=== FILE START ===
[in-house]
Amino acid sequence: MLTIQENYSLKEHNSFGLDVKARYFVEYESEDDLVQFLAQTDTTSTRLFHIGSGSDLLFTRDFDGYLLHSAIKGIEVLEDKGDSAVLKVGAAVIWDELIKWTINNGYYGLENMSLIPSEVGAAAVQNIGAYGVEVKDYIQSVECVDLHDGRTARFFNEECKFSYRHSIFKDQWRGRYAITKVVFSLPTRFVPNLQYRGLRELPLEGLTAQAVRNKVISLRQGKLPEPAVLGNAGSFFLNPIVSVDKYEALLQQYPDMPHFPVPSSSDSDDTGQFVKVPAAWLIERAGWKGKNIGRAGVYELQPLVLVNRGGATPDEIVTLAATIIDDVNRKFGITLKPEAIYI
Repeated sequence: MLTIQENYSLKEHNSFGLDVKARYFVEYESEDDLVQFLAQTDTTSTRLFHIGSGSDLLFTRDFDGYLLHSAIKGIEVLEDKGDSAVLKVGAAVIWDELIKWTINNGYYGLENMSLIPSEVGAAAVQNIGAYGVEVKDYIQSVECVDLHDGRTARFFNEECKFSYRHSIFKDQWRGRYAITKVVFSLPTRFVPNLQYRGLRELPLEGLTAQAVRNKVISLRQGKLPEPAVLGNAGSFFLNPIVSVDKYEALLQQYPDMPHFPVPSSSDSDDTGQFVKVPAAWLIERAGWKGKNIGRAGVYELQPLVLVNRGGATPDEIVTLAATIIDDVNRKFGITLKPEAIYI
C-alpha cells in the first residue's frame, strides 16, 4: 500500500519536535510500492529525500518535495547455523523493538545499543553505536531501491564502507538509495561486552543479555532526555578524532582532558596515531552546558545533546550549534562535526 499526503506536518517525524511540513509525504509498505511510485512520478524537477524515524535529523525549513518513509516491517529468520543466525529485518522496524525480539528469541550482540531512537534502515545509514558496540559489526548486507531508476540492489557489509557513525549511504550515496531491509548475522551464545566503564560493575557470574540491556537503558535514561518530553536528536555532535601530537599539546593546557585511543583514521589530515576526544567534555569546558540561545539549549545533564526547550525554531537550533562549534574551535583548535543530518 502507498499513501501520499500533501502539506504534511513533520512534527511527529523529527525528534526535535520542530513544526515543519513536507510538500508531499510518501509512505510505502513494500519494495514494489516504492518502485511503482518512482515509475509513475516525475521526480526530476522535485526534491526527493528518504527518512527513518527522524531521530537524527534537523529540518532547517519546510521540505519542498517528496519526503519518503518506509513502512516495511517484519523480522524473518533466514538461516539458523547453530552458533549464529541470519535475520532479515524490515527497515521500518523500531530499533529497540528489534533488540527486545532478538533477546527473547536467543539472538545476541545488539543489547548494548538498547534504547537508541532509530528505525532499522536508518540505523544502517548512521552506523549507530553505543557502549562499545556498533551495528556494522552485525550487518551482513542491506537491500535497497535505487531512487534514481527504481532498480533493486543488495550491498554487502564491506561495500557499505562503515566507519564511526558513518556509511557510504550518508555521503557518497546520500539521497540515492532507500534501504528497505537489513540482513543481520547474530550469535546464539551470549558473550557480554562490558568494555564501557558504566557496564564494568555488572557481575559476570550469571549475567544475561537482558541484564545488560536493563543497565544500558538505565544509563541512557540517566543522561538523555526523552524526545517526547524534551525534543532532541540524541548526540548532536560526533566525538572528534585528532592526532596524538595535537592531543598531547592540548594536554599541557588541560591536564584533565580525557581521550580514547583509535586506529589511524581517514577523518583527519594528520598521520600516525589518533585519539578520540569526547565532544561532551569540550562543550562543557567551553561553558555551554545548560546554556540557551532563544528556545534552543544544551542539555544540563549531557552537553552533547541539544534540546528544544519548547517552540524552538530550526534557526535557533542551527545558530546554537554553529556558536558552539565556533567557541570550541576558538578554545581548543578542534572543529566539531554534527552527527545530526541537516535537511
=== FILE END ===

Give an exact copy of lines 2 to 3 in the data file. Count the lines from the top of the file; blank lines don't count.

Amino acid sequence: MLTIQENYSLKEHNSFGLDVKARYFVEYESEDDLVQFLAQTDTTSTRLFHIGSGSDLLFTRDFDGYLLHSAIKGIEVLEDKGDSAVLKVGAAVIWDELIKWTINNGYYGLENMSLIPSEVGAAAVQNIGAYGVEVKDYIQSVECVDLHDGRTARFFNEECKFSYRHSIFKDQWRGRYAITKVVFSLPTRFVPNLQYRGLRELPLEGLTAQAVRNKVISLRQGKLPEPAVLGNAGSFFLNPIVSVDKYEALLQQYPDMPHFPVPSSSDSDDTGQFVKVPAAWLIERAGWKGKNIGRAGVYELQPLVLVNRGGATPDEIVTLAATIIDDVNRKFGITLKPEAIYI
Repeated sequence: MLTIQENYSLKEHNSFGLDVKARYFVEYESEDDLVQFLAQTDTTSTRLFHIGSGSDLLFTRDFDGYLLHSAIKGIEVLEDKGDSAVLKVGAAVIWDELIKWTINNGYYGLENMSLIPSEVGAAAVQNIGAYGVEVKDYIQSVECVDLHDGRTARFFNEECKFSYRHSIFKDQWRGRYAITKVVFSLPTRFVPNLQYRGLRELPLEGLTAQAVRNKVISLRQGKLPEPAVLGNAGSFFLNPIVSVDKYEALLQQYPDMPHFPVPSSSDSDDTGQFVKVPAAWLIERAGWKGKNIGRAGVYELQPLVLVNRGGATPDEIVTLAATIIDDVNRKFGITLKPEAIYI